Dissatisfaction with your life or career can creep up on you slowly from behind or hit you squarely in the face. A new year, the loss of a loved one, a looming big birthday, or just life itself can make you question what you are doing.
Whatever the trigger, shifting your life and career has the potential to make you happier and healthier. But it isn’t without risks. Unfortunately, most self-help books offer superficial advice that is seductive, but ultimately unhelpful—”just work out what you really want and go for it”. In reality, most people do not know what they really want and feel lost or stuck. Going for it just isn’t an option.
Based on her award-winning research, Laura has uncovered nine secrets that everyone needs to know.
1. You are dancing with fear and confidence, even if you don’t know it.
Life is a dynamic dance with fear and confidence and pivoting in a new direction makes it even more so. Fears are many and varied—of changing, not changing, becoming your parents, dying unnoticed, becoming irrelevant, missing out of happiness. Sometimes fear is in the lead, other times confidence. Both can propel you forward, and both can keep you stuck. To make the shift you want, you must be open to the dance and to becoming your dancer.
2. It is more about how you dance than what you dance.
Most people think changing what they do is the big thing, but research shows the most important shift is in the how—how you relate to your work, yourself, and your life. Even people who have made huge shifts in what they do, such as from an IT Consultant in Scotland to a Brewery Owner in France, say the biggest transition was in how they now feel about their work. More liberated, more invested, more passionate.
3. Yes, it is your dance, but it’s not a solo dance.
It can be fun to dance with other people, but not if it’s always to their playlist. Many people experience a rude awakening when they realise they have been living out someone else’s dreams, waiting for permission, or sleepwalking into their future. When you dance with fear and confidence, you are in synch with others, but you are your own dancer. “You’re supposed to be the leading lady of your own life for God’s sake!” to quote Iris (Kate Winslet) in The Holiday.
4. You need to rediscover yourself.
Walking down a street at night, you catch sight of someone in your peripheral vision walking in the same direction. It takes you a moment to realise the person reflected in the shop window is actually you! You look different, from this angle, in this light, in this context. Most people get so used to seeing themselves, they stop looking—really looking. You need to re-discover who you are now and what really matters to you. You need a fresh perspective and to pay real attention. You need new ‘knowing’.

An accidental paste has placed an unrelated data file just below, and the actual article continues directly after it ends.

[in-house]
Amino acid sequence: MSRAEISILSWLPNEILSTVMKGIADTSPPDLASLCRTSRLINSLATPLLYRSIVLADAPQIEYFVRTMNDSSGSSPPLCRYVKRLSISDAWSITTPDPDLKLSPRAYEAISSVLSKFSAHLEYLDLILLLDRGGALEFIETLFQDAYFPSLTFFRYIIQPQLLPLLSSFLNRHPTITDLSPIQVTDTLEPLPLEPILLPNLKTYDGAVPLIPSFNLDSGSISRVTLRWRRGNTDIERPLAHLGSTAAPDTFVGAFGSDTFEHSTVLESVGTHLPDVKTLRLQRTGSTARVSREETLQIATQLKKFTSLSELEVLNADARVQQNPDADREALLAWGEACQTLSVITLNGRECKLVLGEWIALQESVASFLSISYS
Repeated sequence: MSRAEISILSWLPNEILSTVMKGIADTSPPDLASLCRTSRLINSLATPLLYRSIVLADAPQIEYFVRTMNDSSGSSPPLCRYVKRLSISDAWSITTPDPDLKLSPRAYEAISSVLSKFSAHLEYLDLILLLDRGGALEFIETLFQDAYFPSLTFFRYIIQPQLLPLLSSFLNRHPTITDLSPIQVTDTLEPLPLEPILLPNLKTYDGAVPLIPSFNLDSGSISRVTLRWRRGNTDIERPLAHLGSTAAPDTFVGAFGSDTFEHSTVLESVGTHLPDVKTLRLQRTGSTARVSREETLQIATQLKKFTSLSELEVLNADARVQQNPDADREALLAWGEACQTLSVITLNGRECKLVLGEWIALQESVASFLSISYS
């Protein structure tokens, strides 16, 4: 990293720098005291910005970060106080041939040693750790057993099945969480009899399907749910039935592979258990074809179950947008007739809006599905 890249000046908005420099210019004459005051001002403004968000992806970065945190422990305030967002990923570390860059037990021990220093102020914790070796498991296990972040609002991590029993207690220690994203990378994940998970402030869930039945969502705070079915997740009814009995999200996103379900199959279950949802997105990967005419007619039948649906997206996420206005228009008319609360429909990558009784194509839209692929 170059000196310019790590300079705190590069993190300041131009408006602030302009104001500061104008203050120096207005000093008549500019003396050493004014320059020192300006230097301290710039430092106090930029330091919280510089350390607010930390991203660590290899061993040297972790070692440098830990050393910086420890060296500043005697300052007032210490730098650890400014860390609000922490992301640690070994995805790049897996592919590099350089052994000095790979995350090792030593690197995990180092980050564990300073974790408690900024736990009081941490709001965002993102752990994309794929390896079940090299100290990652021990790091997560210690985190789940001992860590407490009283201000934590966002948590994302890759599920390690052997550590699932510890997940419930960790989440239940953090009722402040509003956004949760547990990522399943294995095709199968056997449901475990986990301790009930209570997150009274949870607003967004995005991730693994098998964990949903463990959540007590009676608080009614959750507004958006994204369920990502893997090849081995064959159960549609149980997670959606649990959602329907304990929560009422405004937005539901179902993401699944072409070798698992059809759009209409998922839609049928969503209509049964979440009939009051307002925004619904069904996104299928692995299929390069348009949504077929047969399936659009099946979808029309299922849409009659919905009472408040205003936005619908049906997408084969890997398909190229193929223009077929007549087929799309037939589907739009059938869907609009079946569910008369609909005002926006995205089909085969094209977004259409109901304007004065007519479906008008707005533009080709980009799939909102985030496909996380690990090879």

5. Meaning turbocharges your dancing.
Dancing like you mean it is easy when you actually do! When you dance with meaning you don’t have to try—your posture is better, you are energised, you throw yourself into the dance gladly. The need for meaning in your life and your work grows and only peaks beyond 65. By discovering your sources of meaning and a sense of purpose, you can shift your working life to better suit you.
6. Everyone around you has an agenda.
All your friends, family and colleagues have an opinion about you and your dancing. Change makes people nervous; they worry about what it means for them. Some, consciously or unconsciously, want to keep you stuck—earning what you do, with the status or stability you provide. Others are too keen for you to change—pushing you to jump before you are ready. Seeking out an unbiased, challenging supporter beyond your immediate circle can be invaluable.
7. To dance, you must be ready to stop not dancing.
Thinking about dancing is not dancing. Watching dancing is not dancing. Pausing to take stock is good, but not for too long. You have to do something—test a new move, develop a skill, dance with new people. By starting, you dis-cover even more about what you feel, think, want, don’t want. Most people who successfully reinvent their careers do so by experimenting alongside their current work.
8. Emotions are friends, not foes.
No-one wants a flat, emotionless dance. Emotions show you care, create momentum, keep you safe, connect you with others, make you human. Emotions can ambush you though, making you respond in ways that don’t help you, catapulting you in the wrong direction. Dancing with fear and confidence means befriending your emotions—recognising them more quickly, listening attentively to what they tell you, learning how to respond intelligently.
9. Life is complex, so let’s not pretend it isn’t.
Life and transitioning is not simple or easy. People who say “I’m just a simple soul” are kidding themselves. By acknowledging and embracing the delicious cocktail of ingredients that makes you who you are, you are better equipped to become more of yourself. You dance with your heart, your head, your gut, your emotions, your face, your body, your thinking, your meaning, your strengths, your values, your relationships, your roles, your past, your present, your future.
Liberating your life and career is about choice and control. It’s about being the leading actor in your own life. It’s about becoming more than the dance—more than the steps, the music, the performance. It’s about becoming more of you—all of you.
If you’d like to learn more, you can find Laura’s book on Amazon: Dancing with fear and confidence: how to liberate yourself and your career in mid-life